I had a chance to see The End of Suburbia: Oil Depletion and the Collapse of the American Dream (78 minutes), a documentary released in 2004 in USA by Greg and Gregory Greene. This movie made me think some of the things I like about working from home are actually much more than a lifestyle improvement. They actually seem to be helping the planet. or at least reduce the amount of damage i am personally causing it being one of the seven billion human creatures breathing its air.
In Israel there are usually 14 holidays, 52 Fridays and 52 Saturdays - altogether 118 official off-workdays each year. Add to it - say - 14 vacation days and you'll get a total of 132 off-workdays each working year. 365 minus 132 makes 233 workdays each year. As I have been working from home for seven years now, 233 times 7 is 1631. That makes one thousand six hundred and thirty one days i didn't use my car to burn fuel and time on the road.
Now, providing my not-working-from-home office would have been in Tel-Aviv city, and I had to commute - say - 40 Kilometers both ways each day and use - say - 10 km per Liter car, and providing there would not have been too many traffic jams which significantly increase fuel consumption and is probably a wrong one) it means i saved 65,240 Liters of fuel. I need to check how much energy, money and pollution have been saved here.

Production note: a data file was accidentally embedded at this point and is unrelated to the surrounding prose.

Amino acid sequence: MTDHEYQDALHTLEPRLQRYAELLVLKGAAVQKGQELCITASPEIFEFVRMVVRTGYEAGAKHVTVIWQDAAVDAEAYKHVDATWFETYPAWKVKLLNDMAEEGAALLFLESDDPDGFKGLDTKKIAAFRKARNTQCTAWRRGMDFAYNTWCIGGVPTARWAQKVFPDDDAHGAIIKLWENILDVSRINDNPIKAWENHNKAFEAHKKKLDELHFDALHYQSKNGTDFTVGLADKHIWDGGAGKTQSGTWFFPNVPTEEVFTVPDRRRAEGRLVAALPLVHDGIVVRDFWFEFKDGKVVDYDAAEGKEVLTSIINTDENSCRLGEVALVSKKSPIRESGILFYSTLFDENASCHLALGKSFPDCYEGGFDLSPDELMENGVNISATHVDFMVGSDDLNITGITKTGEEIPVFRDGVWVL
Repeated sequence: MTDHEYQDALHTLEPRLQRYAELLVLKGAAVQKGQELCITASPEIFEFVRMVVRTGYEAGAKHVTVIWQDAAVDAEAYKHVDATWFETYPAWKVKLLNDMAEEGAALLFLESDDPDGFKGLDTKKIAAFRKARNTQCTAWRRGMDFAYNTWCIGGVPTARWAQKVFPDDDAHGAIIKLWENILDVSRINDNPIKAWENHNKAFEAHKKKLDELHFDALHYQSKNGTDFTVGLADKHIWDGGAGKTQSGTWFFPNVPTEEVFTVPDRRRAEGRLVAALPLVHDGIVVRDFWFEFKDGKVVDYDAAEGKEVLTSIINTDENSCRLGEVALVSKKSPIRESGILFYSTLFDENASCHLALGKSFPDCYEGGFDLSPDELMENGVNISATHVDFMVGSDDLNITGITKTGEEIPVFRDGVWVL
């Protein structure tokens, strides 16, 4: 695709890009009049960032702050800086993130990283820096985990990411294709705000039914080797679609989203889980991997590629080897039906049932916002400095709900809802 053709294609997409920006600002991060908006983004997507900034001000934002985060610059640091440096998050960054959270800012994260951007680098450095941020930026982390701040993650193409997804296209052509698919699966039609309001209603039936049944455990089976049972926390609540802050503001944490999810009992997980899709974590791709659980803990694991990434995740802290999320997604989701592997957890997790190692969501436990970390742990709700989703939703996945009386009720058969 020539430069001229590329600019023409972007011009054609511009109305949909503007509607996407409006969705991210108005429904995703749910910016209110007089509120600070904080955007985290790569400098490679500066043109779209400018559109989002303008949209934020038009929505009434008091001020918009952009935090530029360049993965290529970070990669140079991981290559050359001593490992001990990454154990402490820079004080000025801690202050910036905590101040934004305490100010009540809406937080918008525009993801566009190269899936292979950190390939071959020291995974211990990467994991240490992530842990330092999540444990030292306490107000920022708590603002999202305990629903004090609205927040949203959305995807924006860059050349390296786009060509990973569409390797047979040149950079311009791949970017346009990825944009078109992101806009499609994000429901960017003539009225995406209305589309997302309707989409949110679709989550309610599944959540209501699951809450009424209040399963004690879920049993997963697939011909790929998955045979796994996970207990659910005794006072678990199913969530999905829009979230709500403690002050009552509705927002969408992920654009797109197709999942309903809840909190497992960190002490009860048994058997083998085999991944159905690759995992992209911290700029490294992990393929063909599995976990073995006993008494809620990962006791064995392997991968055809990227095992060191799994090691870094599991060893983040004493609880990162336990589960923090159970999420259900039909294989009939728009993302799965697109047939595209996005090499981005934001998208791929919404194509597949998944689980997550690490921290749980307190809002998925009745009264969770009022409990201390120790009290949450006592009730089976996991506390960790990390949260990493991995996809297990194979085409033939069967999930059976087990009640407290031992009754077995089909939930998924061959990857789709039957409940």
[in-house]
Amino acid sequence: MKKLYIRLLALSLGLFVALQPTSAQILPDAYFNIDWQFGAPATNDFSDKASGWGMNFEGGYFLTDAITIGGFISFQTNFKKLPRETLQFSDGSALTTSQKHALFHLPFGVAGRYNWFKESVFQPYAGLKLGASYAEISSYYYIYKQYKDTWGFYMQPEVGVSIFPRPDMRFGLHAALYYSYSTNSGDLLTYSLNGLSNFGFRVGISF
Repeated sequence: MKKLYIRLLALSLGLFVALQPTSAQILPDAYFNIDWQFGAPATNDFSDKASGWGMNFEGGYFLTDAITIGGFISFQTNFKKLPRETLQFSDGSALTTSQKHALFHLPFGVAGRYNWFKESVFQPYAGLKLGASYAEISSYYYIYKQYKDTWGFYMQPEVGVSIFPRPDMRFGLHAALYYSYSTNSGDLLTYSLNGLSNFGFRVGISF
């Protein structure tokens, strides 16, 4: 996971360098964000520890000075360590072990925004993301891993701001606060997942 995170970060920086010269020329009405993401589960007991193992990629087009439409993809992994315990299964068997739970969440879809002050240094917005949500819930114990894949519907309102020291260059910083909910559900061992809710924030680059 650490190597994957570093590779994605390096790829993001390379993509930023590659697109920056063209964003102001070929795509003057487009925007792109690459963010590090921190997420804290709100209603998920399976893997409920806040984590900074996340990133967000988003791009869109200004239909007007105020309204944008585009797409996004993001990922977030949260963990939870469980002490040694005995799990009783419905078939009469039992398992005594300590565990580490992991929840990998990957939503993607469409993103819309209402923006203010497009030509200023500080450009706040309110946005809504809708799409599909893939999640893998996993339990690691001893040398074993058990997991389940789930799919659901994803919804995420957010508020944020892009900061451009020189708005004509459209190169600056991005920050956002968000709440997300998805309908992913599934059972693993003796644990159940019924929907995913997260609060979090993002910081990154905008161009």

Are today's suburbs destined to become the slums of tomorrow? Here is a blurb about the story of The End of Suburbia taken from the official website of the movie:
Since World War II North Americans have invested much of their newfound wealth in suburbia. It has promised a sense of space, affordability, family life and upward mobility. As the population of suburban sprawl has exploded in the past 50 years, so too has the suburban way of life become embedded in the American consciousness. Suburbia, and all it promises, has become the American Dream.
But as we enter the 21st century, serious questions are beginning to emerge about the sustainability of this way of life. With brutal honesty and a touch of irony, The End of Suburbia explores the American Way of Life and its prospects as the planet approaches a critical era, as global demand for fossil fuels begins to outstrip supply. World Oil Peak and the inevitable decline of fossil fuels are upon us now, some scientists and policy makers argue in this documentary.
The consequences of inaction in the face of this global crisis are enormous. What does Oil Peak mean for North America? As energy prices skyrocket in the coming years, how will the populations of suburbia react to the collapse of their dream? Are today's suburbs destined to become the slums of tomorrow? And what can be done NOW, individually and collectively, to avoid The End of Suburbia?
See movie trailer on Youtube